Texas Tech coach Tim Tadlock used to have a Golden Retriever named Moses.
It could catch pretty darn good.
But that ole dog didn’t have anything on Texas Tech catcher Hunter Redman.
“A bad catcher, everybody here, you don’t have to know baseball to know if there’s a bad catcher back there,” Tadlock said. “It looks like a dog I used to have — like a Golden Retriever running to the back of the back stop. It was a good dog, too. I’m telling you, a really good dog.
“I mean, he could really catch.”
Redman was instrumental in Texas Tech’s 1-0 win over College of Charleston at Dan Law Field at Rip Griffin Park on Saturday.
The catcher, who was drafted in the eighth round by the Los Angeles Dodgers on Friday, blocked the plate twice, saving two runs.
The first came after a leadoff double by Cougar right fielder Brian Glazer in the third. A sacrifice bunt moved him to third, but shortstop Tim Proudfoot fielded a crisp grounder by Champ Rowland to his right and threw to Redman, who tagged Glazer at the plate.
The second time came after Glazer was again sacrificed to third. Sadberry got Rowland to hit a bouncer back to him and he flipped to Redman, who hung on after a hard collision with Glazer.
“He’s doing a pretty good job of playing each pitch. As a catcher, that’s really probably the hardest thing to do because they’re literally in on every pitch,” Tadlock said. “Obviously, when the Los Angeles Dodgers take you in the 8th round, those guys are putting a lot of money into a lot of pitching, if you know what I’m saying. I thought it made a lot of sense to take a guy that can really catch and on top of that he’s a better guy, better character.”
Another close one
In the Coral Gables Regional, Texas Tech scored less than three runs a game.
It still found a way to win.
Saturday was not different. The Red Raiders needed execution, luck and strong pitching to escape with a 1-0 win over the College of Charleston.
“I thought we had some good fortune on our side with the two balls on the infield where we get the out at home, and you need that a little bit this time of year,” Tadlock said. “...That game is a funny game. It’s an unpredictable game. It’s a game of inches, a few inches here or there, I think both teams could score a couple more runs.”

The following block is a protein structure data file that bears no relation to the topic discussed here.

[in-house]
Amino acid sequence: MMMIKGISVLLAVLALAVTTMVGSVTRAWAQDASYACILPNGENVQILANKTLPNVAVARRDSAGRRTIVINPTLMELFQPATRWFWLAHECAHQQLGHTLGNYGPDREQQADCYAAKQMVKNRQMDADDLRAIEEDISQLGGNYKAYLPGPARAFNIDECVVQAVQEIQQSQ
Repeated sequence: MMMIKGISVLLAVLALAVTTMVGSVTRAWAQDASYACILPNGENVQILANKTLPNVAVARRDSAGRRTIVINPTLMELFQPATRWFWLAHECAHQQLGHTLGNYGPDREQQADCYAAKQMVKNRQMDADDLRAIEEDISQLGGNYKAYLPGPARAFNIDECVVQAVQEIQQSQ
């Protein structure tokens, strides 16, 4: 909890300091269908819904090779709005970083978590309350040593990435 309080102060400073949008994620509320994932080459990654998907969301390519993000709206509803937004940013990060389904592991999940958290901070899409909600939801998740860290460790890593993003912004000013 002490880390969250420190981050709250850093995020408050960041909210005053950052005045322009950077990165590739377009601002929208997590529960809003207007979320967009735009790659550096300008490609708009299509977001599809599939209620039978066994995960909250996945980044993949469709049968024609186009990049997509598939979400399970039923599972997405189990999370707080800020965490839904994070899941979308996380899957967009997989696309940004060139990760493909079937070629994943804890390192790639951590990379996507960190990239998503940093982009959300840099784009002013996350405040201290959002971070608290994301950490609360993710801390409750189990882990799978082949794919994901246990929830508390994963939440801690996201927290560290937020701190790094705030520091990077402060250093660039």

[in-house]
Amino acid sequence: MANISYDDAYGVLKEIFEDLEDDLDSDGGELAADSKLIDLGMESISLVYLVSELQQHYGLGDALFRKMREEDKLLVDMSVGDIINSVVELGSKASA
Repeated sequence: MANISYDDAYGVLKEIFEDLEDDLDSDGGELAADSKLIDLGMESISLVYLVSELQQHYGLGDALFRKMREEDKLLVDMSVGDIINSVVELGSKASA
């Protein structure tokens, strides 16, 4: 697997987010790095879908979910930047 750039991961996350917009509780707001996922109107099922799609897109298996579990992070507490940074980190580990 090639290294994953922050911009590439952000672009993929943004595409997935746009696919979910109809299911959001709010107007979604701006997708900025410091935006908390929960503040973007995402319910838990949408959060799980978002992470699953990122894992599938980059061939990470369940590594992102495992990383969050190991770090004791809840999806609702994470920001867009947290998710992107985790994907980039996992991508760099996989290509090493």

Despite the close games, Tadlock and his team continue to focus on playing the right way — not the score.
“And really weren’t thinking about playing — we were thinking about playing baseball and playing it the right way,” Tadlock said. “We scored one run. I mean, it was not like we were the ’27 Yankees today by any means. We scored one and pitched it pretty good, and play decent defense and caught a couple breaks.”
Stay or go now
With Sadberry cruising on the mound it looked like he might throw the second-straight complete game for Texas Tech.
Cameron Smith pitched all nine innings in the Red Raiders’ regional clincher against Miami.
But, with Sadberry’s pitch count nearing 100, Tadlock and Texas Tech coaches decided to pull the left-hander and insert Jonny Drozd.
Drozd pitched a near perfect ninth inning for the save, striking out one and getting the Cougars to go three up and three down.
“Oh, absolutely, there was discussion. We talked about it,” Tadlock said. “He was at 98 pitches. You can go back and look at our season, if you wanted to, and you can see most of our guys don’t go much more over 100. It’s very rare. So really at that point, it was really a pretty easy call. It’s really easy now that it’s over, right? I mean, if it goes the other way, it was like, man, that was stupid, why didn’t he pull that guy?
“So, when you’re managing the game, you really like it when it works out that way and you can take care of the guy.”
Beaten at their own game
All season the College of Charleston was known for pitching and defense.
That’s how the Cougars won 44 games and took down No. 2 national seed Florida in the Gainesville, Florida regional.
Saturday, Tech simply did it better.
“We knew we were going to have a tough test,” Cougars coach Monte Lee said. “We just had to try to find a way to get runners in scoring position. Somebody had to step up and drive a run in. ... And they’ve got a really good defensive ball club. Obviously, we’ve seen some film on them, but just watching them from the dugout, they’ve got some really good athletes. Their shortstop is a very good defensive player. Their catcher is a good player and made a great play. We were trying to bunt for a hit, but he caught the ball, slammed into the wall.
“They’re just a very good defensive ball club with a very good guy on the mound.”
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